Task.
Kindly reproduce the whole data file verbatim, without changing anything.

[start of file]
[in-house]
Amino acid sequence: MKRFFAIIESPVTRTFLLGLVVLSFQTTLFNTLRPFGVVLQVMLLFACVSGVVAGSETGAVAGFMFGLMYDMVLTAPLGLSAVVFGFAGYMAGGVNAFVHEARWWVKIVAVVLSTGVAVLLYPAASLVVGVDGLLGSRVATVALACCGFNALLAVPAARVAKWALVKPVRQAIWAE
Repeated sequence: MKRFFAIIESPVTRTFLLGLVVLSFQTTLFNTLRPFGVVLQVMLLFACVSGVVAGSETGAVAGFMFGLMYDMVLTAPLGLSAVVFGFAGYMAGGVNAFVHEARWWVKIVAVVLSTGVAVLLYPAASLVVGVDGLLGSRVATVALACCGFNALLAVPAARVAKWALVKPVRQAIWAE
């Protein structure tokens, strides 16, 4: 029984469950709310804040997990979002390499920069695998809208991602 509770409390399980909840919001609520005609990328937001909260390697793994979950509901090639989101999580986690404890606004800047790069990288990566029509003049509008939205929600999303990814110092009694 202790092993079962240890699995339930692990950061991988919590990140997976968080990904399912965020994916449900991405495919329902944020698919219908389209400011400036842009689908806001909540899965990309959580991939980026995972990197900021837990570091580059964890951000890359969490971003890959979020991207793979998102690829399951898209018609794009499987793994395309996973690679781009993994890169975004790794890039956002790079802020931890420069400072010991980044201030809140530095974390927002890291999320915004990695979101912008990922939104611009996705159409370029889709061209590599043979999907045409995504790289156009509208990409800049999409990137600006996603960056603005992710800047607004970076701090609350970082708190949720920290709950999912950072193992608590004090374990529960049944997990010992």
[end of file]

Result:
[in-house]
Amino acid sequence: MKRFFAIIESPVTRTFLLGLVVLSFQTTLFNTLRPFGVVLQVMLLFACVSGVVAGSETGAVAGFMFGLMYDMVLTAPLGLSAVVFGFAGYMAGGVNAFVHEARWWVKIVAVVLSTGVAVLLYPAASLVVGVDGLLGSRVATVALACCGFNALLAVPAARVAKWALVKPVRQAIWAE
Repeated sequence: MKRFFAIIESPVTRTFLLGLVVLSFQTTLFNTLRPFGVVLQVMLLFACVSGVVAGSETGAVAGFMFGLMYDMVLTAPLGLSAVVFGFAGYMAGGVNAFVHEARWWVKIVAVVLSTGVAVLLYPAASLVVGVDGLLGSRVATVALACCGFNALLAVPAARVAKWALVKPVRQAIWAE
């Protein structure tokens, strides 16, 4: 029984469950709310804040997990979002390499920069695998809208991602 509770409390399980909840919001609520005609990328937001909260390697793994979950509901090639989101999580986690404890606004800047790069990288990566029509003049509008939205929600999303990814110092009694 202790092993079962240890699995339930692990950061991988919590990140997976968080990904399912965020994916449900991405495919329902944020698919219908389209400011400036842009689908806001909540899965990309959580991939980026995972990197900021837990570091580059964890951000890359969490971003890959979020991207793979998102690829399951898209018609794009499987793994395309996973690679781009993994890169975004790794890039956002790079802020931890420069400072010991980044201030809140530095974390927002890291999320915004990695979101912008990922939104611009996705159409370029889709061209590599043979999907045409995504790289156009509208990409800049999409990137600006996603960056603005992710800047607004970076701090609350970082708190949720920290709950999912950072193992608590004090374990529960049944997990010992």